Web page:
Last week I was exhausted and I didn’t know why. Then I realized that graduation ceremonies are so emotionally draining its a wonder that we don’t just implode like a bad cake after they are over.
This year we held two ceremonies… one for our 6th grade and one for 8th grade. We just added our middle school last year so it is the first time we ever had 8th graders graduate. We had a debate about whether it should be called a graduation ceremony or a promotion ceremony. It was a debate that didn’t last long because in the end it doesn’t matter. Our students are moving on and there is a deep and inexplicable sadness about that. The next time we see some of these 8th grade boys they will have full beards and they will be big enough to block out the sun when they walk onto the campus. The girls? They will become more extraordinary by the day.
Much of what we do at El Milagro is build culture: a sense of connection and trust and commitment to our students and their families. So when our students leave us… it doesn’t really matter who the speakers are or whether we have the right combination of balloons and bunting or whether the ceremony is aptly named. Those children are gone and those relationships cannot be replaced. And that realization explains a lot about why we are so exhausted at the end of graduation week… and why the bittersweet joy of watching children blossom is tempered by having to say good-bye.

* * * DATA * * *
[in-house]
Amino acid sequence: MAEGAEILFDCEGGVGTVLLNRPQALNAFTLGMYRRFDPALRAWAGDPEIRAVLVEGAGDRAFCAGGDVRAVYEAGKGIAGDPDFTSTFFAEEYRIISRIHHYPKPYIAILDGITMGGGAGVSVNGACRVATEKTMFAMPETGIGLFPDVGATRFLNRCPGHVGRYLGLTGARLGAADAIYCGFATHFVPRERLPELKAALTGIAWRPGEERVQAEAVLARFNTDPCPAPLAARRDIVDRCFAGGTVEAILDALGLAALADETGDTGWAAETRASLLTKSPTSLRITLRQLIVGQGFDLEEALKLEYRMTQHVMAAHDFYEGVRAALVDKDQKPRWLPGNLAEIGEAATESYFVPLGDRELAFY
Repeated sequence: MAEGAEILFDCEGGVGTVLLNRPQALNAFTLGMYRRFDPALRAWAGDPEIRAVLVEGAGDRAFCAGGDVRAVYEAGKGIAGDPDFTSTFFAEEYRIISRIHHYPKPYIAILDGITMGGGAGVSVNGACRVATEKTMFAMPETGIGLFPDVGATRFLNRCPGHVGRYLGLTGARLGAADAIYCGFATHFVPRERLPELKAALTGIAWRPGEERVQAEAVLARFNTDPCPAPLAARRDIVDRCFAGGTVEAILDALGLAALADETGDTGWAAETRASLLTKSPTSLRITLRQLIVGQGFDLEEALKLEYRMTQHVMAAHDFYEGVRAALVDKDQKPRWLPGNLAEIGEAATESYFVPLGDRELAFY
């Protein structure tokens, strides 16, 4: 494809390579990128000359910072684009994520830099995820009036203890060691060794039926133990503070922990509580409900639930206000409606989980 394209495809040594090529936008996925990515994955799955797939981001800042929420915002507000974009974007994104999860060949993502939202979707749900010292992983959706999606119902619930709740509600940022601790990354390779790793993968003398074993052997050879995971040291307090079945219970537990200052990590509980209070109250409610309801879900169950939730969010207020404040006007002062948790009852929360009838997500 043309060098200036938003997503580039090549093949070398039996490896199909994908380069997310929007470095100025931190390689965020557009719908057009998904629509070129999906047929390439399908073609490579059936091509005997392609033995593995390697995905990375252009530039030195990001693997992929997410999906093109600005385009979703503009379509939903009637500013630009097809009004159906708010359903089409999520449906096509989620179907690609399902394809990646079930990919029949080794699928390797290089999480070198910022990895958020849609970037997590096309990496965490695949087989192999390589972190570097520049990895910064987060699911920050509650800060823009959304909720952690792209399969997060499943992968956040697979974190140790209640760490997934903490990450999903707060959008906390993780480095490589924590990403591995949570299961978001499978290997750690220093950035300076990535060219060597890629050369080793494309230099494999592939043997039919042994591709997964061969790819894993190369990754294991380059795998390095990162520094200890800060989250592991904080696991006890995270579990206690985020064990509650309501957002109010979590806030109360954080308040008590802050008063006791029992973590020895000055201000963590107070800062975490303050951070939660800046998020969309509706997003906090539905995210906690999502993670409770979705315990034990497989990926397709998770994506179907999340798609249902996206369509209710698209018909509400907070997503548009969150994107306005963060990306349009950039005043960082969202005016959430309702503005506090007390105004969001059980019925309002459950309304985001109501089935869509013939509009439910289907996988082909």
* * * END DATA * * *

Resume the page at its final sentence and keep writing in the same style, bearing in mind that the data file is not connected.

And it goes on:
After the graduation-promotion ceremony we took a lot of pictures. Some kids climbed into a limo that was roughly the size of a battleship. Others walked around and hugged each other and cried. Fernando spilled punch on his shoes and the carpet. The music played for the next half hour while families slowly peeled off for dinner and two white balloons untied themselves and silently slipped into the jet stream.